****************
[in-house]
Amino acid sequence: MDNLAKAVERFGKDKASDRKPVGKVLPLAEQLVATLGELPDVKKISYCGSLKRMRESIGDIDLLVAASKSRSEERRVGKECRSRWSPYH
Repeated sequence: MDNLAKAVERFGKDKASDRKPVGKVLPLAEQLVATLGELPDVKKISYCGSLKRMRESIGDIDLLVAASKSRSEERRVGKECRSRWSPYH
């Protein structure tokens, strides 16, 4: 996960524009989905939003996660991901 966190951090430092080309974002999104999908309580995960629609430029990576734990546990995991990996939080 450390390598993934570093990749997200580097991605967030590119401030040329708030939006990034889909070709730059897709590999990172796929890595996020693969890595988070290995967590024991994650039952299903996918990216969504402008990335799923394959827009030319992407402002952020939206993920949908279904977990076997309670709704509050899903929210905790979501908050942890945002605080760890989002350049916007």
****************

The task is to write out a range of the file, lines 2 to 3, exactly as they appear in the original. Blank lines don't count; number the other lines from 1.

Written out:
Amino acid sequence: MDNLAKAVERFGKDKASDRKPVGKVLPLAEQLVATLGELPDVKKISYCGSLKRMRESIGDIDLLVAASKSRSEERRVGKECRSRWSPYH
Repeated sequence: MDNLAKAVERFGKDKASDRKPVGKVLPLAEQLVATLGELPDVKKISYCGSLKRMRESIGDIDLLVAASKSRSEERRVGKECRSRWSPYH